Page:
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Will Partners Follow?
For the most part, Cisco’s top partners are willing to go down the architectural path.
Long View Systems, Calgary, a Cisco Gold partner, has invested heavily in Cisco’s data center and virtualization side and its collaboration and video side, and expects to see its Cisco business grow significantly in those areas this year. “It’s been a mutual investment. They’ve been driving advanced selling through their internal organization and also through our sales team,” said Kent MacDonald, vice president of business development.
Long View, for example, recently folded its UC, video, TelePresence, Show and Share Webcasting and Cisco Quad collaboration platform businesses into a new practice it’s calling Collaboration. It’s also taken advantage of training opportunities Cisco offers via consultants and Cisco learning partners like Atlanta-based Firefly, MacDonald said.
There will be continued pressure from competitive vendors on Cisco’s core product lines, MacDonald said (Long View’s HP practice, notably, is also growing). But Cisco has proven its worth to partners behind the portfolio play.
“It’s a drive to that architectural sale vs. a siloed technology play,” he said. “Cisco’s tack is to change the game and make it a data center play vs. a price-per-port comparison. The ecosystem [around Cisco] is very active.”
Troubadour Ltd., a Houston-based Cisco partner, also has invested heavily in Cisco’s data center vision, and the solution provider added EMC and NetApp to its line card in the past year to take advantage of UCS-led data center deployments with each. Troubador’s services business with Cisco is also expected to double this year, according to Jay Kirby, executive vice president of sales and marketing.
“We’re investing in the data center space because it’s a relevant place where a lot of things are changing,” Kirby said. “People are really doing virtualization, and Cisco comes along and offers a UCS platform that extends the value and the connectivity. It’s become a reality. We believe in it. I think the customers believe in it too.”
The complexity of UCS is a hurdle for some customers, Kirby noted. But UCS and Cisco’s data center architecture presents a compelling endgame for customers. It lets solution providers sell behind a road map, he said, not just product speeds and feeds.
“Without a doubt our discussions have gone quickly up the food chain at customers,” Kirby said. “We hear from the top guys, ‘I want to fully understand what you’re talking about here because it’s different than in the past.’ ”
Solution providers that don’t make the leap to architecture selling have limited room to grow, Kirby reasoned.
“Integrators who don’t change will not win in this game,” he said. “Cisco wants everyone to change, but in this case, I don’t believe Cisco is going to wait. This is the first time we’ve seen architectural changes and consumption models change at the same time. It’s a lot to swallow.”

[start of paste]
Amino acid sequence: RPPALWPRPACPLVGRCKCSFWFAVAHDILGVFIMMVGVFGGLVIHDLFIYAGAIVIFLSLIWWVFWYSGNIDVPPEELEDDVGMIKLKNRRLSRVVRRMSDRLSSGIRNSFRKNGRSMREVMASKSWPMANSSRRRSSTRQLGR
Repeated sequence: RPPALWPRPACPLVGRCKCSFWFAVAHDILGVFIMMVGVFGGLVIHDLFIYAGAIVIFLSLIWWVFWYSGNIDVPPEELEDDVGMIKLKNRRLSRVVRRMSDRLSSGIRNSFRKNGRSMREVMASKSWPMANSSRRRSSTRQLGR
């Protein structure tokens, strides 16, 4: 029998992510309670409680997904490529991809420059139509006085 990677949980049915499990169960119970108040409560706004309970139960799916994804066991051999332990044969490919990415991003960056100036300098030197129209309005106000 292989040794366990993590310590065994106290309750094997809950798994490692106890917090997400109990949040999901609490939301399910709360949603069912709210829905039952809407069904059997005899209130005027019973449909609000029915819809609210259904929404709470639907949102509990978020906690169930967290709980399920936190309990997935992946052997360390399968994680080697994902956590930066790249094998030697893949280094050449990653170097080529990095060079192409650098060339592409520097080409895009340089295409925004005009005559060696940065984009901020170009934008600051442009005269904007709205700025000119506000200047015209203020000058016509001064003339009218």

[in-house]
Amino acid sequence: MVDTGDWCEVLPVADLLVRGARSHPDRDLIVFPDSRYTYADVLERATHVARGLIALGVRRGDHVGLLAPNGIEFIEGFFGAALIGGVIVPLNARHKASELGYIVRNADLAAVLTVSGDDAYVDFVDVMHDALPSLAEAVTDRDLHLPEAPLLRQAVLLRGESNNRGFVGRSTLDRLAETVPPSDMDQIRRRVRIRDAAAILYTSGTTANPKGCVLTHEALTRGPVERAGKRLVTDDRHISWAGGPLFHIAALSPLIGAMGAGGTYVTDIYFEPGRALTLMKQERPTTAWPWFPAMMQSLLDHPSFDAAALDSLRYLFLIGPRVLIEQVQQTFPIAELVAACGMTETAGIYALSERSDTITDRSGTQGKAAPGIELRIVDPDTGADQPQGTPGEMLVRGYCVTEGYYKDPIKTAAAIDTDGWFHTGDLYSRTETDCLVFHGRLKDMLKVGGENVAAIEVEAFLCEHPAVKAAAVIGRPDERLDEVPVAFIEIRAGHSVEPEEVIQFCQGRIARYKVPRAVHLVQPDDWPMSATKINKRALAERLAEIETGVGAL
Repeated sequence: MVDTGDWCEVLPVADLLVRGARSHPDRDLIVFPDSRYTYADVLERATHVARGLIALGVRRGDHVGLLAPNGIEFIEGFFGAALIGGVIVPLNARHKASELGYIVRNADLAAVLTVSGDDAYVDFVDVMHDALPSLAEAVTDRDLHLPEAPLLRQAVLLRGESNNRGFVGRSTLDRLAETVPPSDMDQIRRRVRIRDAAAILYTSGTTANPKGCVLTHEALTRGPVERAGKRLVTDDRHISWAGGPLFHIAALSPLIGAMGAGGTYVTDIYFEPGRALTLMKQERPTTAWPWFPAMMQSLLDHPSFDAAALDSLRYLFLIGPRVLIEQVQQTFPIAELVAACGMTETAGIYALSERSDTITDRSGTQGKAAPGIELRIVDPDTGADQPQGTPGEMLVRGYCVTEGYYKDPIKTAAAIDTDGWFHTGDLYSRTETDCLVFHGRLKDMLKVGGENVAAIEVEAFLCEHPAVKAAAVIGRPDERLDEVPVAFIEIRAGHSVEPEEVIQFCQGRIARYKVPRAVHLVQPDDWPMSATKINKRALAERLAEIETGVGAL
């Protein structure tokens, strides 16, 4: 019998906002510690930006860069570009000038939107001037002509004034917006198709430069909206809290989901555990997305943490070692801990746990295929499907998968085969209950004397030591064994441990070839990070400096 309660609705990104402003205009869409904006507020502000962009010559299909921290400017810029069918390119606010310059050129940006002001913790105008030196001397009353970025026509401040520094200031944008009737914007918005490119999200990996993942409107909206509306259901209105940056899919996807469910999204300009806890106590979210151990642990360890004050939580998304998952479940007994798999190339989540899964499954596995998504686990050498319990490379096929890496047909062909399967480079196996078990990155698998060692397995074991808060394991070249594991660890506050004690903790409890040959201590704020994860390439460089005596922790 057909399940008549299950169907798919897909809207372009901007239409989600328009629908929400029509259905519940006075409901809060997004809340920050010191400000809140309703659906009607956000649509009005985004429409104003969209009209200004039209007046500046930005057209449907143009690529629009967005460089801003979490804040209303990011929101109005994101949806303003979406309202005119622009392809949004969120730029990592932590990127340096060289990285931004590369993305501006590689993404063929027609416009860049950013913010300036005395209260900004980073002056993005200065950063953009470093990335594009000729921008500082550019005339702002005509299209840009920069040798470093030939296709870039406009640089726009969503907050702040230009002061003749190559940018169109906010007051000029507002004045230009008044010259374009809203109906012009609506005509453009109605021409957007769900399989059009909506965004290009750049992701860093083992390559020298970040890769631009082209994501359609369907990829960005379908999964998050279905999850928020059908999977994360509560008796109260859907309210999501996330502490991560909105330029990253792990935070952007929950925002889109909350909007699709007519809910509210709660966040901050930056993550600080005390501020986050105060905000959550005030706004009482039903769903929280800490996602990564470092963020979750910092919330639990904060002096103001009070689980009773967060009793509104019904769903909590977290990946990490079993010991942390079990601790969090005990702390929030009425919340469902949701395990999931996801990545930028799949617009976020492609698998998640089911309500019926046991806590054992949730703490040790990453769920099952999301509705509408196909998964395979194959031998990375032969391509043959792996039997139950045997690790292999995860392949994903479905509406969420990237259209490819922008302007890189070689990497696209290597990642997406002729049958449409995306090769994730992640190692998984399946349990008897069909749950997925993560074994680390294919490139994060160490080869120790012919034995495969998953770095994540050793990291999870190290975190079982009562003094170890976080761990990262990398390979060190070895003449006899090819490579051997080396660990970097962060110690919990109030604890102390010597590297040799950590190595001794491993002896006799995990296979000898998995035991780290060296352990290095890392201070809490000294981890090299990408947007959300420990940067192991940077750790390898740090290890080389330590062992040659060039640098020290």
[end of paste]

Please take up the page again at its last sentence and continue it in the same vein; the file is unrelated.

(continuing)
IVCi, a Hauppauge, N.Y., Cisco partner and video and A/V specialist, signed on with Cisco for video a few months before Cisco acquired Tandberg. IVCi had been one of Tandberg’s largest U.S. VARs, and Robert Swing, IVCi’s CEO, applauded the work Cisco has done to map IVCi into its new Authorized Technology Provider program for TelePresence Video.
IVCi has sizable practices behind both Cisco/Tandberg and Polycom, which Swing said were both needed. But he agreed that Cisco’s program -- and its collaboration architectural vision -- is well suited to the convergence of video and A/V solution providers with the broader UC channel.
“I don’t know how many enterprises are getting into it now, but three, four, five years from now, it’s going to be, ‘Can you deploy my videoconferencing, my VoIP, my messaging?’ It’s a move toward a total UC play,” Swing said. “We’re looking at acquiring or investing in bringing those complementary technologies on board.”
All three partners were united on one thing in particular: Cisco’s channel program will need to continue to adapt along with the move from products to architectures, and if partners specialize they need safeguards to protect their margins and reward them for their architecture focuses, be they data center, or video, or another.
“The old way of differentiating partners -- Gold, Silver -- is so ancient and irrelevant,” Kirby said. “Their portfolio is big enough that they need to start looking at the areas of their business and building around the partners that invest in those areas. I want them to look at Troubadour and say, ‘Hey, Cisco field sales, if you’ve got [a customer] looking to redesign the data center with these requirements in mind, here’s a company that focuses on that.’ Not, ‘Here’s a Cisco Gold reseller who can sell you every product in the book and might have one guy trained on data center.’ ”
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